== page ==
"The NLOS system is a joint Army-Navy development and it is not complete yet. So NLOS is not in the first package, which was by design. These packages are incrementally built as far as capabilities, so the NLOS is still in development and that is pushing the second SuW package out to September ’09."
NLOS is developed by developed by Netfires LLC, a Lockheed Martin [LMT]-Raytheon [RTN] joint venture.
DeBlasio said there are some plans to change the mission packages, for instance, in follow-on MIW packages, Northrop Grumman will add more modules.
"Not until you get to MIW number five do you have a full-up system. MIW number five will be the first system to have the RAMICS gun in it," he said.
RAMICS, built by Northrop Grumman, is the rapid airborne mine clearance system.
The Navy will retrofit the earlier mission packages, DeBlasio noted.
"Because there was this incremental build, the modules are in different phases of development. Some are mature, some are still in development. Not everything is in their first package, and that is by design," he said.
The SuW mission package is in a similar situation. The first production version doesn’t arrive until mission package number five, DeBlasio said. Mission package number four will have all the components except it will have a NLOS engineering design model module as opposed to a production model, he added.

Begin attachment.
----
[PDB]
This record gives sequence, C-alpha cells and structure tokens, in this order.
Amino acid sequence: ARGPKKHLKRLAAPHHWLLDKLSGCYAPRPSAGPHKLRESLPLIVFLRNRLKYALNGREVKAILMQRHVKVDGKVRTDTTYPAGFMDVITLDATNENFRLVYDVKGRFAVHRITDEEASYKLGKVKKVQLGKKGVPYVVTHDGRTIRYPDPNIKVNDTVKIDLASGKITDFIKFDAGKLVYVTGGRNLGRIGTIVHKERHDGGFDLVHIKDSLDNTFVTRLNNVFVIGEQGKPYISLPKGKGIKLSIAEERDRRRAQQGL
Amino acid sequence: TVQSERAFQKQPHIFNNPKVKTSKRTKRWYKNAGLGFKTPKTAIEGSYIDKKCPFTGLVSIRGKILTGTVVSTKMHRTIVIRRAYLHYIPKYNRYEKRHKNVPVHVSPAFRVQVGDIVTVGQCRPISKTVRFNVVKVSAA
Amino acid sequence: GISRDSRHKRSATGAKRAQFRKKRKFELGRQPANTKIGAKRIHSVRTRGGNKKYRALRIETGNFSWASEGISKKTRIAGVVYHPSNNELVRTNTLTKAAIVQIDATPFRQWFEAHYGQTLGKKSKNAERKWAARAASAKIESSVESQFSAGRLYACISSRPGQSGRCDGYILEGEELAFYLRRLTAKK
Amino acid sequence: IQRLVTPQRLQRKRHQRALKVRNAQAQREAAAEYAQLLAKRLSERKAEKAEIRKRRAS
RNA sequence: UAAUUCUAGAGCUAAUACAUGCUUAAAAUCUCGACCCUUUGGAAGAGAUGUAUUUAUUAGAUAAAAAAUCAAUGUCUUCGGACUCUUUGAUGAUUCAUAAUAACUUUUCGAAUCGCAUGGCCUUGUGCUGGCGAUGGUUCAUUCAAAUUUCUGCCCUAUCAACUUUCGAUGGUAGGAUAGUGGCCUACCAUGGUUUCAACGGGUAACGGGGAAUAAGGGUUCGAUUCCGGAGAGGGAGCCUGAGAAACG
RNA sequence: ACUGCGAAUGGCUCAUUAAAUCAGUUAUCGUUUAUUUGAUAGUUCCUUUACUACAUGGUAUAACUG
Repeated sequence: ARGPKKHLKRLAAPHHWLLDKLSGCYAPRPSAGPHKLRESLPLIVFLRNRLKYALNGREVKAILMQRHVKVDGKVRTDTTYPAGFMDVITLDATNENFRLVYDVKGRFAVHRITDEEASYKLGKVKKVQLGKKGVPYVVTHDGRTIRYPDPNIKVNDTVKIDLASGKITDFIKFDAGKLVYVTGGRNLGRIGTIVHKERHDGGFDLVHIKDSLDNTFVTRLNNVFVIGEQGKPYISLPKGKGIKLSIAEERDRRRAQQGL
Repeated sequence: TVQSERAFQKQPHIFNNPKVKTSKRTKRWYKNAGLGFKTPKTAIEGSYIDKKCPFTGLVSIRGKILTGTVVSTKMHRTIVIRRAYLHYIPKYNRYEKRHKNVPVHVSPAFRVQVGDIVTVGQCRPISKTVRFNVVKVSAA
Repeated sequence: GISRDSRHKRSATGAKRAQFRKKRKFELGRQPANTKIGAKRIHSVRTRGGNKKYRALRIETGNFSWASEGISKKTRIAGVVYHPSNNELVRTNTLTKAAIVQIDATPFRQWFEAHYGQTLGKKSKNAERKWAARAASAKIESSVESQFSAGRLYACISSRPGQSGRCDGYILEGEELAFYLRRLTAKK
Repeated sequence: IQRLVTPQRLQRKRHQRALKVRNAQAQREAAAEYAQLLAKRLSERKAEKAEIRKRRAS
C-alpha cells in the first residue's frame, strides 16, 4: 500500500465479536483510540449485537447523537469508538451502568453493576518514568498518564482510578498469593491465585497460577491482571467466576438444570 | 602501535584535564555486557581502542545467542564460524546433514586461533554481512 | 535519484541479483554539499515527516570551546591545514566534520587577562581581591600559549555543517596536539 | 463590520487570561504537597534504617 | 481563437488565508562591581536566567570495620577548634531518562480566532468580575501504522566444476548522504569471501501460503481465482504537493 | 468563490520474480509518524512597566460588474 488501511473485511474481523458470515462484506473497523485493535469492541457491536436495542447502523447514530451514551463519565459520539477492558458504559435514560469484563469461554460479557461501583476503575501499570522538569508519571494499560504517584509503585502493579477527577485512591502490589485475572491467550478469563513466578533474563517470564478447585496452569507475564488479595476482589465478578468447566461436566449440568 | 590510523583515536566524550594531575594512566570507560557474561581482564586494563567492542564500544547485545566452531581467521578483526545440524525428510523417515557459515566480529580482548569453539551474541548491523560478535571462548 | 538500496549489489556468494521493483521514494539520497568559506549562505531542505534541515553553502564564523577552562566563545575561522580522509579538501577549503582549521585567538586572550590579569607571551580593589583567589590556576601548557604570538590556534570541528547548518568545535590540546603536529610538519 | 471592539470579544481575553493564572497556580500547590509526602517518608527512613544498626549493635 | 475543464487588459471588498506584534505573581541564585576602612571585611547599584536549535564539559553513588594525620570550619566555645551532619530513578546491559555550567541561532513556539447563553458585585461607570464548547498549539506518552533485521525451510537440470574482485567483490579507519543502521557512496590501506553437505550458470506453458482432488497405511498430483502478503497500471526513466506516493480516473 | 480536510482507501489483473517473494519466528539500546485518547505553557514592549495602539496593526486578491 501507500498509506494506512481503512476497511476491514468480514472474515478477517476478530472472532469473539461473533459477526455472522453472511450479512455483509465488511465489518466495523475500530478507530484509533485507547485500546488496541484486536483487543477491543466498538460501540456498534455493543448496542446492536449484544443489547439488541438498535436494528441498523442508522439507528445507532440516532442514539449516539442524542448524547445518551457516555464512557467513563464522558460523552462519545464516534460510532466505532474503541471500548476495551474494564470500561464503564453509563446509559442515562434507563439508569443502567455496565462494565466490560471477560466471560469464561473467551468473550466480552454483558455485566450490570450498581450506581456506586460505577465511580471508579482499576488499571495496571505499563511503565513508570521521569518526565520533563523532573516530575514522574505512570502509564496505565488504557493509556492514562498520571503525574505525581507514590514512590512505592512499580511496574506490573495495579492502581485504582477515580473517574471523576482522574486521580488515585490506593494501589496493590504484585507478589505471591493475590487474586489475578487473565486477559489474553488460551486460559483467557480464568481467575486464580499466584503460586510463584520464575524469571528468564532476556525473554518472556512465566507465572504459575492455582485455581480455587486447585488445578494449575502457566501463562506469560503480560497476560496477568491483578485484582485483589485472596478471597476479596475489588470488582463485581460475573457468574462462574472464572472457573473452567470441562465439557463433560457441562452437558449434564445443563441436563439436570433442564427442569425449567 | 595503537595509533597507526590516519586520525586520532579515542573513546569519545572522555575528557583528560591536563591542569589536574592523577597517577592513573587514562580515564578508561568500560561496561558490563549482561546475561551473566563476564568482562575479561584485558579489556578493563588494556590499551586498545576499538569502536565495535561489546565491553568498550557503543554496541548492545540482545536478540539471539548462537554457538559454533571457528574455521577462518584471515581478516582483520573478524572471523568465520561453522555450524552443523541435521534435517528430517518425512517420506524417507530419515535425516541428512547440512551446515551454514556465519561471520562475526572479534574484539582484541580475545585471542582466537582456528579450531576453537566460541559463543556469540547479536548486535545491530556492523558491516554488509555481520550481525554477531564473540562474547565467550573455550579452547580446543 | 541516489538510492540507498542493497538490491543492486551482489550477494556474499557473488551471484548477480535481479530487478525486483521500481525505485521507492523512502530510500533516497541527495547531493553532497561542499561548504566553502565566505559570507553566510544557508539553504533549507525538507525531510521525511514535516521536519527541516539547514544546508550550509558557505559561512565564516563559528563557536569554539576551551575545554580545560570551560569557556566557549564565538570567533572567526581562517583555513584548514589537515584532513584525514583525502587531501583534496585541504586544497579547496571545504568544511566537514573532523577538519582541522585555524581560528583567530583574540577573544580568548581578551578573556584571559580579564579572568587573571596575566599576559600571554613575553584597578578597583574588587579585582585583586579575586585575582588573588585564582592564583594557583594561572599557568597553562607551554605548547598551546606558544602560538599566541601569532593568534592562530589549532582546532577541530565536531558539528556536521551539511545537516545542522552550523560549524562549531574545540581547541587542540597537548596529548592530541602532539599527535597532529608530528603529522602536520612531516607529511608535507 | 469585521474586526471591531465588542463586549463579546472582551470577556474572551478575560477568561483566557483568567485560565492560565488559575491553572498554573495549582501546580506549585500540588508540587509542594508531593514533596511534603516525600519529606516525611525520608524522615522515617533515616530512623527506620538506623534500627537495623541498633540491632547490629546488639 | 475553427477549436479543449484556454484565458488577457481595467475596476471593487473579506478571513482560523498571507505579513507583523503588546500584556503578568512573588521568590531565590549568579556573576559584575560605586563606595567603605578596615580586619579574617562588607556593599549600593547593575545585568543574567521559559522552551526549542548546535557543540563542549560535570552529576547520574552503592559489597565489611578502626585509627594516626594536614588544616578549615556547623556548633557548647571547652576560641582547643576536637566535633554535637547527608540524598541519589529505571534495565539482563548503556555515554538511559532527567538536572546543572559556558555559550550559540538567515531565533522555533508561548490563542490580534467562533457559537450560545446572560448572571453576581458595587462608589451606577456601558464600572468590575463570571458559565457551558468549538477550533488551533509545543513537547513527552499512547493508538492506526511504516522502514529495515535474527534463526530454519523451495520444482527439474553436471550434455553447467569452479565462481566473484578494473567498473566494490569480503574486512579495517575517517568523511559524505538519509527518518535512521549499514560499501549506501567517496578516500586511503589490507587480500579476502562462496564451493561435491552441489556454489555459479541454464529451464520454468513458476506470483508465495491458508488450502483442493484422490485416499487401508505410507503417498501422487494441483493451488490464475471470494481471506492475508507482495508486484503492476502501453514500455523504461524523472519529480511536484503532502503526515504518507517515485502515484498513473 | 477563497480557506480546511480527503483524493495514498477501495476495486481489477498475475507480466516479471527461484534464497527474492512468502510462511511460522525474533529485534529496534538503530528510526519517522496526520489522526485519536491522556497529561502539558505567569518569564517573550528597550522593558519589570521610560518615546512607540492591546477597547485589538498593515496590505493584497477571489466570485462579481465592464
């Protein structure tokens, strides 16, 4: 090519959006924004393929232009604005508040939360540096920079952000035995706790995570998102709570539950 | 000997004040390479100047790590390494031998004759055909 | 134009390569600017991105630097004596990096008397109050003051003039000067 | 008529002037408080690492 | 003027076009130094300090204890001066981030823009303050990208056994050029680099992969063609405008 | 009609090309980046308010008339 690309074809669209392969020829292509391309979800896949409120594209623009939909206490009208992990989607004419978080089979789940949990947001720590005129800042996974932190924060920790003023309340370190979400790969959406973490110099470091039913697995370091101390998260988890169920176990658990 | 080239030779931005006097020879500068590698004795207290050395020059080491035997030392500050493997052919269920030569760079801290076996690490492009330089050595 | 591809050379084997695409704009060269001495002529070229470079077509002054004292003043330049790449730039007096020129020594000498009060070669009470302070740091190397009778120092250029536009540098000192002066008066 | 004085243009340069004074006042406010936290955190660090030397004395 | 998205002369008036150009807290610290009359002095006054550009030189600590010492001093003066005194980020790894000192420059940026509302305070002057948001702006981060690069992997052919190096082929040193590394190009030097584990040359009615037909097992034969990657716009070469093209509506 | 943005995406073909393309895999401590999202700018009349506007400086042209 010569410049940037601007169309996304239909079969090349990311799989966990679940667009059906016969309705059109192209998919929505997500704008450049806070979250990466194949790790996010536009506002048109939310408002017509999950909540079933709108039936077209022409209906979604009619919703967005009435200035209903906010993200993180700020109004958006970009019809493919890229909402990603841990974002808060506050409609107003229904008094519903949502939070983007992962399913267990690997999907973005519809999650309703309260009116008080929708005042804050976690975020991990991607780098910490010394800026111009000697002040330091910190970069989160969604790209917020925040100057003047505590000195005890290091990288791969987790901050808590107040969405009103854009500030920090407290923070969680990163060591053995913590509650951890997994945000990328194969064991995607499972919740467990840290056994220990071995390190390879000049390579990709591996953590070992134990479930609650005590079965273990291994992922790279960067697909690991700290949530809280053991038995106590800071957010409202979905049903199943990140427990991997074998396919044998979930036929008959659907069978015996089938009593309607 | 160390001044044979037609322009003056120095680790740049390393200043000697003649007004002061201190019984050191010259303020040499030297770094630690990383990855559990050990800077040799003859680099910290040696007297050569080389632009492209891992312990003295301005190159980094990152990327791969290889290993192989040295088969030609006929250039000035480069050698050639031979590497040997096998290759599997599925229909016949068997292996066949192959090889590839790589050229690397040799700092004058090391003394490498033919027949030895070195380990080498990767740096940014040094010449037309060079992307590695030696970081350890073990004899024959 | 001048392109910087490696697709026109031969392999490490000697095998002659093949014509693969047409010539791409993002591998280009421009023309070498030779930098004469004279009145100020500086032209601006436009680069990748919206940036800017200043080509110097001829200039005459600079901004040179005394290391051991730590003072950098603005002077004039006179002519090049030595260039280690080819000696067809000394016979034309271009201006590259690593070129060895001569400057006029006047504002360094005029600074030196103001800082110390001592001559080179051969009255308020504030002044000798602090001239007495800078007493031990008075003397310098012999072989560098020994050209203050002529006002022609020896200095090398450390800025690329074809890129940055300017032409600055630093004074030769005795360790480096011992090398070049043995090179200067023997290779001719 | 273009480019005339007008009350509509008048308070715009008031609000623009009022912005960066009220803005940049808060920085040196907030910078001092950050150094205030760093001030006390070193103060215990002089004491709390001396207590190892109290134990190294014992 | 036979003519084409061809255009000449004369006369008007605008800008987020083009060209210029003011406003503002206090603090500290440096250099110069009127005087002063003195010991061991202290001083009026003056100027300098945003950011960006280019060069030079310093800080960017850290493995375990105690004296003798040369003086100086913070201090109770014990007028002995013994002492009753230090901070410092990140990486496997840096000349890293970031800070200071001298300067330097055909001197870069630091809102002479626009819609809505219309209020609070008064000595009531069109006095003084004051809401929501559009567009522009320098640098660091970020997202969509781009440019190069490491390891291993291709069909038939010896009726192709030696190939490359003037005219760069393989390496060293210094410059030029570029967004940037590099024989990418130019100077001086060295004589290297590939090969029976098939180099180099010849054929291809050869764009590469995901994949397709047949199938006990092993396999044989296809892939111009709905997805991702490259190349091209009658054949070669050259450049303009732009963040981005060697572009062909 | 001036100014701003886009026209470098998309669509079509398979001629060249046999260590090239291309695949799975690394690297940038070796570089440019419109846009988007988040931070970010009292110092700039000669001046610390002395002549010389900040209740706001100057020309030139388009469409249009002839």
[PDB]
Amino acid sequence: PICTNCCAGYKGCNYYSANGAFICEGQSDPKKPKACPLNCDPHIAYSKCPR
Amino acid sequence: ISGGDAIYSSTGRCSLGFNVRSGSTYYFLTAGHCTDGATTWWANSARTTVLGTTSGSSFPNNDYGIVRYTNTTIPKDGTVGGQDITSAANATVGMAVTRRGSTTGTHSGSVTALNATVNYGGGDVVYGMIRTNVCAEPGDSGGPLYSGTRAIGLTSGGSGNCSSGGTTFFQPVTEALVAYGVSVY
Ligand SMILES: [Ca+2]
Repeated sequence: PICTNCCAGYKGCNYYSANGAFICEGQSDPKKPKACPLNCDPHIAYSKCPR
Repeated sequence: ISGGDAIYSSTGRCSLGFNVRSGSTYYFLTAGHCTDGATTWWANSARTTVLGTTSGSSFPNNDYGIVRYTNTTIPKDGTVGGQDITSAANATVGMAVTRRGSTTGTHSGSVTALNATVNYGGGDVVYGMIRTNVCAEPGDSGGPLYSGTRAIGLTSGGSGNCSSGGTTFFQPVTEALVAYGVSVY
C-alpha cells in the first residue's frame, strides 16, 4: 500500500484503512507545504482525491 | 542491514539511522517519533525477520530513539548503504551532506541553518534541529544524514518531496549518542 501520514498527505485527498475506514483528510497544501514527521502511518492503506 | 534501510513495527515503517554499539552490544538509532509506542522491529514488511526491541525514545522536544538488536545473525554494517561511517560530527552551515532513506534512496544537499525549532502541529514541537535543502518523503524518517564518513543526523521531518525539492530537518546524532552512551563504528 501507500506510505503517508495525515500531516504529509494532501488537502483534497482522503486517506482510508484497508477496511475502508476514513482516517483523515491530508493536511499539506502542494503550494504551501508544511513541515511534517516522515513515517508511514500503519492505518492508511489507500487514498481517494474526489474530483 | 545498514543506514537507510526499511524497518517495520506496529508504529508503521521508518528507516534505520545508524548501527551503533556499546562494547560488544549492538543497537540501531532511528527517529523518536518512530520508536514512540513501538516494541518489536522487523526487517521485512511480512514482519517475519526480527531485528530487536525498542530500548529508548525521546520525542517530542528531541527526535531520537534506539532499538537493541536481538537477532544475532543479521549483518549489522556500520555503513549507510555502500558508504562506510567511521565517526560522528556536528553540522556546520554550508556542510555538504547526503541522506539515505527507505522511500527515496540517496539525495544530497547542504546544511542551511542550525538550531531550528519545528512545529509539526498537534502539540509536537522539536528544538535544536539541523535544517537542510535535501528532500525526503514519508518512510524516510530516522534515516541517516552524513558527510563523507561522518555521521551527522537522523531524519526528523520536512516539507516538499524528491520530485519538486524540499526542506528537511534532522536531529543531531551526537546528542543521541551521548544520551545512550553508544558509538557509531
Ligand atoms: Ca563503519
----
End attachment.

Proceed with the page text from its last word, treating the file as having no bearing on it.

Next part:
Retrofitting systems into the mission modules will be easy, DeBlasio said, because the design is done and the packages are modular. "That’s the beauty of it."
The MIW mission package is the largest of the three and encompasses eight standard ISO (shipping) 20-foot unit containers, all known as TEUs (Twenty Equivalent Unit).
"There are two for the MH-60 support equipment, one for the [AQS-20] underwater sensor," DeBlasio said.
Raytheon [RTN] makes the sonar that will be deployed and towed from a Sikorsky [UTX] MH-60S.
Besides the eight containers in the MIW package, there is also a cradle for the remote mine hunting system, and a cradle for the 11-meter unmanned surface vehicle (USV) Rigid Inflatable Boat (RIB).
Lockheed Martin makes the AN/WLD-1 Remote Mine Hunting Systems (RMS).
For the SuW package, there are only six containers, but not all go on the ship, DeBlasio pointed out.
"Several of the containers, I believe two, contain the missiles for the NLOS system. They get shipped in the container, go pierside by the ship, and then the ship takes them out of the container and puts them down below in the ship in the weapons zone," he said.